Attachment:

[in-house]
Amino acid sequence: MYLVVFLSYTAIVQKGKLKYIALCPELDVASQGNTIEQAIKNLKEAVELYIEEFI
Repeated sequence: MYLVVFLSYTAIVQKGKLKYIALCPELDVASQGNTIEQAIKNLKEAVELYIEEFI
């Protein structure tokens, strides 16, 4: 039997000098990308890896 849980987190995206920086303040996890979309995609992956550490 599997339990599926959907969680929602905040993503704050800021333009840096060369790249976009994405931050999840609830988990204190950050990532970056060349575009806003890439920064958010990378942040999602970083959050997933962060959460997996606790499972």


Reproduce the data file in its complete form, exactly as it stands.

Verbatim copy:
[in-house]
Amino acid sequence: MYLVVFLSYTAIVQKGKLKYIALCPELDVASQGNTIEQAIKNLKEAVELYIEEFI
Repeated sequence: MYLVVFLSYTAIVQKGKLKYIALCPELDVASQGNTIEQAIKNLKEAVELYIEEFI
């Protein structure tokens, strides 16, 4: 039997000098990308890896 849980987190995206920086303040996890979309995609992956550490 599997339990599926959907969680929602905040993503704050800021333009840096060369790249976009994405931050999840609830988990204190950050990532970056060349575009806003890439920064958010990378942040999602970083959050997933962060959460997996606790499972």